We learned this week that a local nonprofit, Full Life Care, started to notice that their workers were asking to work less hours, despite getting a pay bump, thanks to Phase 1 of the $15 an hour law. Obviously that might shock some of you. If you’re low income and you just got a raise (in this case to $13 an hour), you’d think the workers would embrace this because it means more pay for the same amount of work.
But they’re not embracing it.
Nora Gibson, director of this nonprofit, told KIRO TV: “This has nothing to do with people’s willingness to work, or how hard people work. It has to do with being caught in a very complex situation where they have to balance everything they can pull together, to pull together a stable, successful life.”
It turns out, they’re asking for less hours because now that they’re making more money, they’re being taken off subsidies that make their life just a little bit easier for them. Without it, they’re making more of an hourly wage, but they’re still poor (and now without additional help).
Justine Decker is a full-time student with a 3-year-old son and a part-time job, and implies there’s no incentive for her to work full time because if she makes too much, it cuts into her subsidies for rent and childcare.
“A one-bedroom can cost upward of $1,200. And so imagine paying that, and paying childcare which can be $900 something dollars,” Decker said.
Now, I understand her perspective. It’s human nature to want to do what’s best for you and your family. It doesn’t necessarily mean you’re not a hard worker or that you “want” to work less hours. It simply means you’re in a better position to work less hours because working more ends up hurting you financially. It’s complex, indeed.
What was lost in this entire $15 minimum wage demand was a conversation about the unintended consequences. Activists rushed to $15 an hour without reviewing the implications; as if this wage increase wasn’t connected to other issues.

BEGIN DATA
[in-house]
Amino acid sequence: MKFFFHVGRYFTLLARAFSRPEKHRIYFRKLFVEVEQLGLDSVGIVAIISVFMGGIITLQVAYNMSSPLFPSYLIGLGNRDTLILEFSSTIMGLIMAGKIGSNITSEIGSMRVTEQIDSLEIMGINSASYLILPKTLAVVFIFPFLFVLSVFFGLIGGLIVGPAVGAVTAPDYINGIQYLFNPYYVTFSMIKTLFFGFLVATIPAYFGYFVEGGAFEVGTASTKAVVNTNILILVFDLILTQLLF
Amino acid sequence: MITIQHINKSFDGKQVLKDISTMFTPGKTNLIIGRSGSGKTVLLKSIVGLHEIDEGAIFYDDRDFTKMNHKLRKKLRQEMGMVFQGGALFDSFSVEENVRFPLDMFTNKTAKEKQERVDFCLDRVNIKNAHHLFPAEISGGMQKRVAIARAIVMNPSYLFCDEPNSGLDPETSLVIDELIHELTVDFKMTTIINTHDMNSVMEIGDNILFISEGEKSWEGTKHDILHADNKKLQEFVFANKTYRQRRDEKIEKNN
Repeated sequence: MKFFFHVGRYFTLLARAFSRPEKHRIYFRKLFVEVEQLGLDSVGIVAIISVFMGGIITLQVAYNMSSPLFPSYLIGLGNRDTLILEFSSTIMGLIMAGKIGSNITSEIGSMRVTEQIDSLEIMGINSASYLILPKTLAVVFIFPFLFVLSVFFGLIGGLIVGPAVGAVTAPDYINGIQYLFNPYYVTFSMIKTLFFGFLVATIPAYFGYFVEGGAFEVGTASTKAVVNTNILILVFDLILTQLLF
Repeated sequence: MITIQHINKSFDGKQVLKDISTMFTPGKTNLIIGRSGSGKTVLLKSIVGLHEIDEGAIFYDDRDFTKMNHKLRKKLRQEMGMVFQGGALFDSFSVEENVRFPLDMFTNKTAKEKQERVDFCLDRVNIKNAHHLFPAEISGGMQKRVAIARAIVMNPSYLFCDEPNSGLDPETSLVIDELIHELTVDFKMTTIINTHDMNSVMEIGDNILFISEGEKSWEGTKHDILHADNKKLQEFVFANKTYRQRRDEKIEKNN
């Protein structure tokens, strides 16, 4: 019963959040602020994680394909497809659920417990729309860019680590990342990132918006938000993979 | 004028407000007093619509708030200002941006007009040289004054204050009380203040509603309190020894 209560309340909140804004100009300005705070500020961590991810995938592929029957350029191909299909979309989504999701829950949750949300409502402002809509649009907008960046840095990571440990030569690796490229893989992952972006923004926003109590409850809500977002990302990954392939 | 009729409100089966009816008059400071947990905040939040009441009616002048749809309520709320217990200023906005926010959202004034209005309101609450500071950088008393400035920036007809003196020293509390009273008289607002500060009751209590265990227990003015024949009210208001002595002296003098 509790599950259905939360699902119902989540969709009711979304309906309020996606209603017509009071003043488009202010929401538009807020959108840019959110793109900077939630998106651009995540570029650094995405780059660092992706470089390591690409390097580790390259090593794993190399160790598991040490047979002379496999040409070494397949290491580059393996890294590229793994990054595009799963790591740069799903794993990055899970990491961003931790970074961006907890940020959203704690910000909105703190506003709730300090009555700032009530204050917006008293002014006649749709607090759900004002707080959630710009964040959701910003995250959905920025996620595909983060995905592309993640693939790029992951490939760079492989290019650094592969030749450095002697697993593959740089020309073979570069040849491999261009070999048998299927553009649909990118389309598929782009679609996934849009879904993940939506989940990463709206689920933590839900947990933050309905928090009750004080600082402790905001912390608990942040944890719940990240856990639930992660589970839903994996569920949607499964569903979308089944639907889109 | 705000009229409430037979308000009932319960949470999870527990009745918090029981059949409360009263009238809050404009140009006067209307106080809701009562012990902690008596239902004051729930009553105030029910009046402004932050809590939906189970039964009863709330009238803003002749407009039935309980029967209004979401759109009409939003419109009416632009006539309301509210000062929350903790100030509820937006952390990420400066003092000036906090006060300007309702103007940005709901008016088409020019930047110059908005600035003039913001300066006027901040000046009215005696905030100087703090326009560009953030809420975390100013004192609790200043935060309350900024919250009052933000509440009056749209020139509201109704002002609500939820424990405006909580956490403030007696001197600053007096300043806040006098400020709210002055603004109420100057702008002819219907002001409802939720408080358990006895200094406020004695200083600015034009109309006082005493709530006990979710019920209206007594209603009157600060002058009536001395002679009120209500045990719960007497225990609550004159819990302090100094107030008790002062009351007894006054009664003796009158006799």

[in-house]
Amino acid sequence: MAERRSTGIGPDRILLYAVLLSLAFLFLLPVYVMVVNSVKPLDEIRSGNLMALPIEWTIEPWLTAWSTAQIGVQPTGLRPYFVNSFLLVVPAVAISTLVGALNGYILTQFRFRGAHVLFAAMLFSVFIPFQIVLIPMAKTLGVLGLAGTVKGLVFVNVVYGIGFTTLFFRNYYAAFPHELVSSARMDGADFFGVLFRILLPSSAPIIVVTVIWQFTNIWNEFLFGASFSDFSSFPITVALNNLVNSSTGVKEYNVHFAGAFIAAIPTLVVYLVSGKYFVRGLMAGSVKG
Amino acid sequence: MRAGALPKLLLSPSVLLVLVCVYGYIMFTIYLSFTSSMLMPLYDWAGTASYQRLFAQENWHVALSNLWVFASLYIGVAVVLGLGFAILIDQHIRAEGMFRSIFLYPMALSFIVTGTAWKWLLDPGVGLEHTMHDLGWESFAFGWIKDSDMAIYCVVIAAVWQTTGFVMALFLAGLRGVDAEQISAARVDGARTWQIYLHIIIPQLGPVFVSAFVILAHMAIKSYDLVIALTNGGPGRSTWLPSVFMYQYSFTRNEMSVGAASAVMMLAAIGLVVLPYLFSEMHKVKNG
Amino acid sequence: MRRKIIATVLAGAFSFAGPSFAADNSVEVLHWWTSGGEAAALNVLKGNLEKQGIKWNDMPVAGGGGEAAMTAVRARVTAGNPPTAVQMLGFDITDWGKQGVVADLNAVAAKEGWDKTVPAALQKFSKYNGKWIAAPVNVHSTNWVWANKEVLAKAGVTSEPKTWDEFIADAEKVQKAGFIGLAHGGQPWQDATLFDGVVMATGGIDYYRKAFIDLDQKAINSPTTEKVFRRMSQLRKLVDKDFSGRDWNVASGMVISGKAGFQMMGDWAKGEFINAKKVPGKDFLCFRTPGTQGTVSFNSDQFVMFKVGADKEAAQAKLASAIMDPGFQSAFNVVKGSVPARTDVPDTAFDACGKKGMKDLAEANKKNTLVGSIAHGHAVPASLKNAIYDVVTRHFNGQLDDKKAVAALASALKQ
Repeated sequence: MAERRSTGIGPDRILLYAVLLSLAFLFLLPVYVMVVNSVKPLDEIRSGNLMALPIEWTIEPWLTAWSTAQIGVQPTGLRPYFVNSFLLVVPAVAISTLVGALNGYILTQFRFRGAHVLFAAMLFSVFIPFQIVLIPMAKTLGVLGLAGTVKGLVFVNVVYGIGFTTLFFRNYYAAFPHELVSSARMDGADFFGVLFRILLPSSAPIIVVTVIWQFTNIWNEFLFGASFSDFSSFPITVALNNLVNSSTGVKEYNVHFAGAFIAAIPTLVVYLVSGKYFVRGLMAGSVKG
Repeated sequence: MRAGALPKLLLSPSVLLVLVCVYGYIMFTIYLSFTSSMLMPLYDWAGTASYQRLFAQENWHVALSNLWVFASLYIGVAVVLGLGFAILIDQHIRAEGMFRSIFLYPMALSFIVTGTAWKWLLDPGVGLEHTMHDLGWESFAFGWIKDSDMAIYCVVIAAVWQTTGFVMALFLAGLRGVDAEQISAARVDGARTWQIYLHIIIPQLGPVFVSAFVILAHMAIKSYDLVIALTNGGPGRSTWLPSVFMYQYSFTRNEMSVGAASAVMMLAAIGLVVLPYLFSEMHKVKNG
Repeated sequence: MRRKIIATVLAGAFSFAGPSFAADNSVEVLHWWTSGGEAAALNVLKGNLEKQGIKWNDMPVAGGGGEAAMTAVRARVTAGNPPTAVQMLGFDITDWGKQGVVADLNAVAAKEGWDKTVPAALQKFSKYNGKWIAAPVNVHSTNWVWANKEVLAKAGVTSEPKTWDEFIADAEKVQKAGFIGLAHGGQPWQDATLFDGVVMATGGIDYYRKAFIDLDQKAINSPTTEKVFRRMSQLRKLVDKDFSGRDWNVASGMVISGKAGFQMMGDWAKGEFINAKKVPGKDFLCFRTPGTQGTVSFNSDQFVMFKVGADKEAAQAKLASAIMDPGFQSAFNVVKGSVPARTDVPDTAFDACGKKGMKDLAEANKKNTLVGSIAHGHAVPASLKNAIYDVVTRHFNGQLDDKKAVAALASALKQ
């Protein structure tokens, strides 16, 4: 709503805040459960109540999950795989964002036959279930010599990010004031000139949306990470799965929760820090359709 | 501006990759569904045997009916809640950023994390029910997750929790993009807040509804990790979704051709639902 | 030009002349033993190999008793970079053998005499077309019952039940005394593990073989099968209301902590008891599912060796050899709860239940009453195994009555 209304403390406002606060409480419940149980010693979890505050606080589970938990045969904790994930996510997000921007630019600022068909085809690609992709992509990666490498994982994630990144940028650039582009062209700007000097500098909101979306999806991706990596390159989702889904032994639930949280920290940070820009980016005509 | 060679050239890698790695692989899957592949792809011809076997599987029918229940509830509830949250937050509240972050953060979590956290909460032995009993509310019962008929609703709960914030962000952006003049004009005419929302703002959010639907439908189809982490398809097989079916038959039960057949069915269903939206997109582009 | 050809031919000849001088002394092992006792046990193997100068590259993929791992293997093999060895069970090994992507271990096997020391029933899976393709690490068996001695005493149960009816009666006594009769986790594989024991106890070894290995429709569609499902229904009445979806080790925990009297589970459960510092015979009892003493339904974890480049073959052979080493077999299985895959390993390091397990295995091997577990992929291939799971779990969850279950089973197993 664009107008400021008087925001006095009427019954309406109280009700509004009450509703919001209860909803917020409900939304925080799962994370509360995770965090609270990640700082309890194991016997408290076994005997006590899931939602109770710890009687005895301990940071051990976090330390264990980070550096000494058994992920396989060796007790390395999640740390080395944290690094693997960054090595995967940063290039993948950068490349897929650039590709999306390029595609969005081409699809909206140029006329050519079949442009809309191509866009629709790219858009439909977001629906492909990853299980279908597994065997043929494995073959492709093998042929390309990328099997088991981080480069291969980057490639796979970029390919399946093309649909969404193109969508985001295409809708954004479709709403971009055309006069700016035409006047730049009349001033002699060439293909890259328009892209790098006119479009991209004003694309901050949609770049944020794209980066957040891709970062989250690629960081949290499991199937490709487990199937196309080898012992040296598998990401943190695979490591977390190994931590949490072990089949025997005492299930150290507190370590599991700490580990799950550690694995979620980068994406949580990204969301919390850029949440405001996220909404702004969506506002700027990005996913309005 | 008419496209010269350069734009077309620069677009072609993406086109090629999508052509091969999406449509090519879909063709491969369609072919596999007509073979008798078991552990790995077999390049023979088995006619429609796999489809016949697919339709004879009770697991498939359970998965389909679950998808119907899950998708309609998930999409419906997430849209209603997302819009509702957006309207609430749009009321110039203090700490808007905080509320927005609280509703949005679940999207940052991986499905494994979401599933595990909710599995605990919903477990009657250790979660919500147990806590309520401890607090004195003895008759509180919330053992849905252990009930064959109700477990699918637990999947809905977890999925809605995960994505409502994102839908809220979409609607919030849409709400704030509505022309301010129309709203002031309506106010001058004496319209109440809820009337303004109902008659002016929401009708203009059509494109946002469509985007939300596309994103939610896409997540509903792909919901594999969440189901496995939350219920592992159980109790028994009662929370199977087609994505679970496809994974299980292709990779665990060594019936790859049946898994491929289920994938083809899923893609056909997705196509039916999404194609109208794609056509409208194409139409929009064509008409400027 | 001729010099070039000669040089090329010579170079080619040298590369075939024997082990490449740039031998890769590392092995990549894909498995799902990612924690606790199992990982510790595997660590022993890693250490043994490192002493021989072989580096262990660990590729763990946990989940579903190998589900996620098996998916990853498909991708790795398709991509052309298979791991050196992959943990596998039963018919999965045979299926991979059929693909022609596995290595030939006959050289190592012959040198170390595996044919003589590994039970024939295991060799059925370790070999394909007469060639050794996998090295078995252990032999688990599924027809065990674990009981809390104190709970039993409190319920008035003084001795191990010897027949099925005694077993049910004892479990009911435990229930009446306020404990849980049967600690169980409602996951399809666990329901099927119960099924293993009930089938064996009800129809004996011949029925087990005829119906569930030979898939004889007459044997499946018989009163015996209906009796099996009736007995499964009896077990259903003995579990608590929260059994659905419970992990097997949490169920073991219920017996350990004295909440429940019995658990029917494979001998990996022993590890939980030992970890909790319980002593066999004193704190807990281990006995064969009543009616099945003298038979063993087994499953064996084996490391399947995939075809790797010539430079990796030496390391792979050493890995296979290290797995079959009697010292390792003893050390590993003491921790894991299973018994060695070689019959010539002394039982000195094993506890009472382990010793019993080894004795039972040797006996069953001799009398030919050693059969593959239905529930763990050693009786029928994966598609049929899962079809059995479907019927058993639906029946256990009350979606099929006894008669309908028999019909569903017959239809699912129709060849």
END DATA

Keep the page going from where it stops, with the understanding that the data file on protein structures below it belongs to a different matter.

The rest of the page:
Seattle City Councilman Nick Licata explains, “We need more information, for one thing. This is anecdotal.”
He’s right that we need more information, but is he pretending that it’s unreasonable to assume subsidies create a dependence on the government that’s giving it to you? This isn’t a new concept; it’s been a consistent criticism of welfare.
That you have no incentive to do too much work to get yourself out of a bad situation — you just do enough to get by and earn help — is not a new concept. It is a dangerous feeling to have, whether you’re doing it out of self-preservation, like Justine, or you’re doing it because you’re just unmotivated.
Activists didn’t want to have this conversation, though; they rushed to pass a feel-good, ideologically driven proposal without understanding the consequences. And when you take positions based solely on ideology, you run a great risk that you’re not seeing things clearly and not understanding the context of your decisions. It happens on the right and the left.
So right now you’ve created a system that critics said would happen all along. You’ve given them a higher wage, but they’re holding themselves back because if they don’t, they end up hurting themselves and their situation.
Basic human nature says you don’t put yourself in a bad position if you can help it. And welfare, in general, does that; I’m not against welfare in every form but understand every single subsidy you provide, you make it easier and easier for people not to work hard enough to pull themselves out of a bad situation. You take away the subsidy, all of a sudden, basic human nature kicks in and you’re in self-preservation mode. Meaning, you work as hard as possible to improve your situation. And a lot of time, you end up succeeding (not always, which is why I’m not against ending welfare; I’m simply in favor of reforming it).
We’re capable of so much more than we think and we can never prove that because we always have a safety net – though in this case the net is so big you’re not put in a position to even try to better your situation on your own.